Kilifi county to close palm wine dens in war on teen pregnancies

Palm wine commonly called Mnazi sold at homes exposes girls to drunkards who lure them with money for sex

In Summary

• County wants to establish central areas where palm wine will be sold

• More than 17,000 girls got pregant in Kilifi county last year

The Kilifi government plans to ban the sale of palm wine in undesignated areas as part of efforts to reduce the teen pregnancy menace. 

A campaign against teen pregnancy is underway and advocacy groups want palm wine sold on at a central place in different parts of the county to prevent children from being targetted by drunkards. 

They said some palm wine dens have been established in homes and that exposes girls to the risk of engaging in early sexual behaviour. This has been blamed in part on poverty and irresponsible parents. Last year, more than 17,000 teen pregnancies were recorded in the county.


Gender, Social Services and Culture executive Maureen Mwangovya said the county government will amend the Coconut Act to restrict sale. The sale and use of palm wine in Kilifi County is protected under the Coconut Act of 2015.

Some parents task their girls to sell the liquor at night. Sex pests easily lure them with money. The sale and use of palm wine in Kilifi County is protected under the Coconut Act of 2015.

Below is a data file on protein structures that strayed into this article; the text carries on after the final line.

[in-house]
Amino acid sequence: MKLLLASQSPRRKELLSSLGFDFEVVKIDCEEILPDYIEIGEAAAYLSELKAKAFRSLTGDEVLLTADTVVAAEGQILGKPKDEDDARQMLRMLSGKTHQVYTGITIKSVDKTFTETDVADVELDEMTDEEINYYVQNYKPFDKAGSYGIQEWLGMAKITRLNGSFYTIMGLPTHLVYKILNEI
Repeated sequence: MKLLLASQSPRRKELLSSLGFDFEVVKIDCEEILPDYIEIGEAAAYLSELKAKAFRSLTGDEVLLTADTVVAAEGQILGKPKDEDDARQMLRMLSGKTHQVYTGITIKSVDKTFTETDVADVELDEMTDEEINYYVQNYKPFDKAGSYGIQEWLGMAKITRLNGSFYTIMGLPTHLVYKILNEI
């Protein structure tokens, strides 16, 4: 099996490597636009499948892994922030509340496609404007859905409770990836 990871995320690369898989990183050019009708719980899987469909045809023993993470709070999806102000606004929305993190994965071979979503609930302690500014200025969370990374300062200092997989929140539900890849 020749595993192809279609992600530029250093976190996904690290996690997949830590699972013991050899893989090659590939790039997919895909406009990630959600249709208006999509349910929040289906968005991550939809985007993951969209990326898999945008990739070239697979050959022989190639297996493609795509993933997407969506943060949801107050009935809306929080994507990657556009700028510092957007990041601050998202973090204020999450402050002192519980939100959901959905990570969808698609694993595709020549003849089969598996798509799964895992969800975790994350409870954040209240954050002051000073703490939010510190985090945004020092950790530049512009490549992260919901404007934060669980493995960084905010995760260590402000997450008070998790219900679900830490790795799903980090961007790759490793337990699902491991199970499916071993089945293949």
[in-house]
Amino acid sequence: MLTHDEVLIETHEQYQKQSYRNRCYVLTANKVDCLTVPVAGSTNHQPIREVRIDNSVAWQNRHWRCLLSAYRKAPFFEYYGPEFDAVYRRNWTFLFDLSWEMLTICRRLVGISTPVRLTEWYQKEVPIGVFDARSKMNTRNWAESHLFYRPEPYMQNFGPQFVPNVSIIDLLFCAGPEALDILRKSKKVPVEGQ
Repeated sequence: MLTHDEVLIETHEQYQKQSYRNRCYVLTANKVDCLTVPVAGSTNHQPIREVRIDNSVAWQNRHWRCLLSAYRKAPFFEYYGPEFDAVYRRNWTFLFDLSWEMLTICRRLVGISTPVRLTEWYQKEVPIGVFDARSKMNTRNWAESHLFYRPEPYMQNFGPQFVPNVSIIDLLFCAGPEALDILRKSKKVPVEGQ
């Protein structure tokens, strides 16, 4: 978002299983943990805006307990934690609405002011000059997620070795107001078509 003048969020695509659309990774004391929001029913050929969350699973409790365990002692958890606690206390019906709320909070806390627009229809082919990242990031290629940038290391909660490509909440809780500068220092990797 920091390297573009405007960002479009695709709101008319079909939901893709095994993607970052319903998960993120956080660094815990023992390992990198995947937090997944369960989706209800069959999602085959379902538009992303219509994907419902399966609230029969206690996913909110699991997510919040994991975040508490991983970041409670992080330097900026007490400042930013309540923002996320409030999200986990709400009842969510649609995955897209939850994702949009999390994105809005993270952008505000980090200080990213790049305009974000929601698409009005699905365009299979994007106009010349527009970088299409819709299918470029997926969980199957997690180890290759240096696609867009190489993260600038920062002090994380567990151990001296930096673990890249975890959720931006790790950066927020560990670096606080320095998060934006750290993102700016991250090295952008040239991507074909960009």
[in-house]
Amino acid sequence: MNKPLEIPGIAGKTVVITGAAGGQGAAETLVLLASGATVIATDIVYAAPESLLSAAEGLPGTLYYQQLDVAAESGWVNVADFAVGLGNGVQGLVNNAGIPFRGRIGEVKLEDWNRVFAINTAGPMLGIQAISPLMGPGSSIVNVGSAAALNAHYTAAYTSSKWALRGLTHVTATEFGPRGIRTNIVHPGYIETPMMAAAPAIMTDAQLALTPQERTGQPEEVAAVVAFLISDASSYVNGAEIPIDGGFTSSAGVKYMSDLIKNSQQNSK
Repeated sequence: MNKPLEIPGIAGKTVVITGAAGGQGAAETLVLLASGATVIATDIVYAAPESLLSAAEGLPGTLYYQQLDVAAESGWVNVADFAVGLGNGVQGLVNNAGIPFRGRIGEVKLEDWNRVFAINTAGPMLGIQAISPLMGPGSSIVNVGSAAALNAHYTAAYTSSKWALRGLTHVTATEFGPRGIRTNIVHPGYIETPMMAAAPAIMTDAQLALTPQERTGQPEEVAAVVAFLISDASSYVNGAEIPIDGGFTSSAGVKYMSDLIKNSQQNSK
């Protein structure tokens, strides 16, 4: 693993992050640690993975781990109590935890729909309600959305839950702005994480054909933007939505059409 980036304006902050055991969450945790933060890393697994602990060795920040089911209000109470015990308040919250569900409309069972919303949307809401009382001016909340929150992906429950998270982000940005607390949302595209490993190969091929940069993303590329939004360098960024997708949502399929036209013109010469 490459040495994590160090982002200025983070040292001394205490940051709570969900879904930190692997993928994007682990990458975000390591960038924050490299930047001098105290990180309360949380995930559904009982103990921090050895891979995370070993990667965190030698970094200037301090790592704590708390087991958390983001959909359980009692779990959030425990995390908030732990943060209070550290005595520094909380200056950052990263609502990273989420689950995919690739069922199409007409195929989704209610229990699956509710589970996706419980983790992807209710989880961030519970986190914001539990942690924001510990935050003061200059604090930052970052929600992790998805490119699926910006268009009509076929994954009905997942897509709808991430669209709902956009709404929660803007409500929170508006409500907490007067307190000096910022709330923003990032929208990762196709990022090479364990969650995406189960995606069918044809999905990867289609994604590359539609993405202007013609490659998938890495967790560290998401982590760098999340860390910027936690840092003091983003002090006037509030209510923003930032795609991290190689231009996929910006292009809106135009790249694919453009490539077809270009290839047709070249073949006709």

"Palm wine is being sold at homes. Some parents leave palm wine to be sold by young girls, we don’t want them to be engaged in child labour," Mwangovya said in Tezo.

She told those engaging in the trade to do their work and leave the children to go to school.

There are fears of a major confrontation between sellers and the police. Local administrators have announced a major crackdown on the dens.

In Tezo alone, reports indicate that there were more than 3,000 early pregnancy cases recorded at local dispensaries

Residents, led by Mbeyu Chizi, said palm wine dens operating near homesteads must be closed.


Chief Tekla Chai promised that the local security team would act swiftly and relocate them to a central location commonly referred to as Mbuzi Wengi. He said police officers will enhance patrols and arrest operators who sell to children.

Palm wine dealers have expressed fears that the planned relocation might be a move to terminate their businesses.

 Zosi Mwayaa, a mother of eight, said the business is the only means she can support her family.

"The government should offer alternative means of livelihood if it wishes to regulate the sale of palm wine," she said.

Kahindi Charo, a mnazi user, said palm wine doesn't contribute to the rising number of teenage pregnancies or other societal problems it is blamed for.

He said the teenage pregnancy problem lies with the character of the user.

(Edited by F'Orieny)

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